NFL

NFL Planning 20% Seating Capacity for Super Bowl LV

Oct 18, 2020; Tampa, Florida, USA; General view of a flyover by four A-10 aircraft before a NFL game between the Green Bay Packers and the Tampa Bay Buccaneers at Raymond James Stadium.
Kim Klement-USA TODAY Sports

The NFL is expecting to reduce its seating capacity for Super Bowl LV to 20%, according to ESPN’s Adam Schefter. The highly touted game is set to be played on February 7th.

The Super Bowl will be held in Tampa Bay this year at Tampa’s Raymond James Stadium. The stadium regularly holds 65,000-odd fans, but with temporary seating has the potential of 75,000.

Thus far, the NFL has elected to leave the topic of fans in attendance up to the respective teams. So long as they are in concert with local and state health officials. The majority of the league is going forward with fans in the seats. More than half the league has hosted at least one game with fans in attendance. This year’s Super Bowl host, the Tampa Bay Buccaneers, has an average of 10, 961 fans in the stadium in two-home games this year.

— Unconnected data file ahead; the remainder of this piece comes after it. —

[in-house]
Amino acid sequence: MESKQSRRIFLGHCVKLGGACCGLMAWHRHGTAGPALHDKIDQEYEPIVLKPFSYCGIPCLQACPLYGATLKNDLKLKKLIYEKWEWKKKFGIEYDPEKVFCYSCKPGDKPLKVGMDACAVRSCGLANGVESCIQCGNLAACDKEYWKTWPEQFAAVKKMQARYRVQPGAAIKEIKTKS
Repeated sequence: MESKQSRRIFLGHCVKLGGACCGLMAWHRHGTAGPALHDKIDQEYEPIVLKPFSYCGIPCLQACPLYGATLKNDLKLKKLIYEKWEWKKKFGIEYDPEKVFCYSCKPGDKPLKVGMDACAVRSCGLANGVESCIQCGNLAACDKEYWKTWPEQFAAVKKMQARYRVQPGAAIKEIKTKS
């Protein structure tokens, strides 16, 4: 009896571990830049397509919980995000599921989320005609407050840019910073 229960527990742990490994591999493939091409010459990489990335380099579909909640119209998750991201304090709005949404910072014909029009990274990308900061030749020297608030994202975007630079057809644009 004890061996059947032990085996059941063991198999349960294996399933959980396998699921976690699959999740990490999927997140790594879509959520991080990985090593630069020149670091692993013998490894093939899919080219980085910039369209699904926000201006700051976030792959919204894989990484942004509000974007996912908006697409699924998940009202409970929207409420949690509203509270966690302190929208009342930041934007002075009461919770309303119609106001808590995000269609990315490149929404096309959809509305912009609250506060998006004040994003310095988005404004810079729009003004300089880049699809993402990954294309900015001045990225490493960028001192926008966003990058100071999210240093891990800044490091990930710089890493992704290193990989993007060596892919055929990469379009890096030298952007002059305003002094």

What’s at Stake for the League

This season is fraught with unforeseen circumstances. The pandemic has forced the rescheduling of games and even players to decide to opt-out of the season in its entirety. The league is mulling the possibility of rain-checking the Super Bowl for up to four weeks in the event of too many missed games. Fortunately, all suspended games have been able to be rescheduled into the initial 17-game schedule.

The league hopes that this early decision to reduce capacity does not face a greater loss down the road. The Super Bowl is lauded for being one of the greatest spectacles on earth, and the revenue it brings in is colossal. Not to mention the amendments that will likely have to be made to the half-time performance — if there is one.

The NFL has contingency plans in the event of requiring extra time to complete the regular season. It will eradicate the regularly scheduled week between the NFC and AFC championship games and the Super Bowl.

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